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I’ve never read any material by Danielle Steel until Big Girl. I chose this book because the topic sounded promising. 

Steel wrote the story passively, meaning she doesn’t show it, she tells it – something most readers and authors consider the cardinal sin. If you’re not a fan of storytelling, then this book isn’t for you. It was frustrating to read.

Steele missed an opportunity to go all out with this out. Big Girl could’ve driven home a fantastic message on how to celebrate you and accept yourself for who you are regardless of size and beauty. It had the promise to be something spectacular, but it, unfortunately, fell flat. Body image is an issue that is prevalent in our society and it isn’t going away anytime soon. I think the author could’ve taken the subject and make it relatable to females.

The story was also redundant and it didn’t help that the author kept reminding the reader what happened in the last chapters concerning Victoria. It was not empowering at all given that Victoria’s motivated desire was to lose weight and find a man. What about loving herself first? How the heck you gone love someone if you can’t love yourself? She fails to stand up to her cruel family, but she finally comes to accept herself when she gets a nose job?

Well, like I said, it was my first DS book and although it was not done justice, I am open to suggestions.

So, any DS fans out there, leave your comments and suggestions for me.

 :

VERDICT:

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NEXT UP:

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I’m not too sure as yet. It’s a book that a friend wants me to read. 

Books & Reviews 📚

Book #6: Real Vampires Have More to Love

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Author: Gerry Bartlett
Publisher: Berkley Trade (December 07th, 2012)
Pages: 347
Chapters: 24
Series: Real Vampires (Book 6)

BLURB:

Glory St. Clair is a vampire with man trouble. Between her on-again, off again lover Jeremy Blade, smoking hot rock star Ray Caine, and former bodyguard turned apartment mate Valdez, there’s enough man-candy around to make even a gal with a liquid diet feel a sugar rush.

Glory’s got no time to enjoy it, though, considering that she’s in the middle of planning her best friend’s wedding. And let’s not forget that there happens to be a hit on her head, thanks to when she took out a techno-freak billionaire. Now, between planning a bachelorette party and dodging stakes, Glory has to decide which man she really wants, before her love life meets an early grave…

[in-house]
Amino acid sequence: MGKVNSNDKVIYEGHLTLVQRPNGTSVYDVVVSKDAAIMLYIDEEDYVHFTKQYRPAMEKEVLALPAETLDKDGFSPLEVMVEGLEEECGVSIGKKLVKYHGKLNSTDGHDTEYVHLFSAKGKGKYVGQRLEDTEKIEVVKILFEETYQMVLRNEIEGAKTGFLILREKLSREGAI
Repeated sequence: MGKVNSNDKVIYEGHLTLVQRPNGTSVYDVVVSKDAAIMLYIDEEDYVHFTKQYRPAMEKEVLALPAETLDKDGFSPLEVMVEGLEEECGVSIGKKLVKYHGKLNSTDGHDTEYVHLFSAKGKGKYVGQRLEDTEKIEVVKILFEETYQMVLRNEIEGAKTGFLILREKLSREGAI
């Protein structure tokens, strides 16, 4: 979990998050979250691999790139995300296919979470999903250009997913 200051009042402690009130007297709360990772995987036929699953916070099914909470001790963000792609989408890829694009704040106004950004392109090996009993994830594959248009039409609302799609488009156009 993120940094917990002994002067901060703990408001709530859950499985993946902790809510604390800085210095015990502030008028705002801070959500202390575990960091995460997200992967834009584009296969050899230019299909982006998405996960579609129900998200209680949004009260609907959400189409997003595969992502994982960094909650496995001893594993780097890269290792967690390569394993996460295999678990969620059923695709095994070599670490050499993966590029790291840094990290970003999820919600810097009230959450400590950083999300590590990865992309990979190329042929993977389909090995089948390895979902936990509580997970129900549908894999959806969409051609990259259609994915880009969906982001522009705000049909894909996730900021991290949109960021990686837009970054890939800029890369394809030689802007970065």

review

…REVIEW!

I’ve had my fair share of vampire books over the years and I don’t know what to make of this mess. I think it was a horrible terrible excuse of a book.

I haven’t read vampire material in years, but this book was on sale and I decided to give it the benefit of the doubt because I thought it would’ve been funny. I wish I hadn’t. Someone needs to tell this author to stop churning out Glory St. Clair novels (that is if they’re still being printed). Sometimes authors have to know their limits and pull the plug on a series.

I couldn’t finish this book. I had it when I reached the 6th chapter. I made a few notes:

^ Glory is supposed to be a size 12 vamp, yet she is presented as a stick figure on the cover. Or maybe I don’t know what a size 12 is.

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^ Glory is two-timing and whiny and I dislike these characters. I wish someone had staked the undead out of her!

^ Everyone in this book is stupid, jealous or horny. Real vamps don’t act like children, plan weddings and sit around crying over foolish things. Real vamps go out there, bare their fangs and suck on some useless human blood. And wait for it… REAL VAMPIRES KNOW WHAT THEY WANT and they don’t take the term ‘on again off again’ in a relationship to another level.

Vampires just aren’t my thing anymore (I’ve never seen Twilight and I don’t intend to), but Lestat de Lioncourt is still the best vampire I’ve had the pleasure of fiction meeting.

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Oh, did I mention that real vampires are French? 😛

RATING:

2

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Books & Reviews 📚

Book #5: Island Pursuits

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Author: Heather Rodney-Diaz
Publisher: Crimson Romance (June 04th, 2012)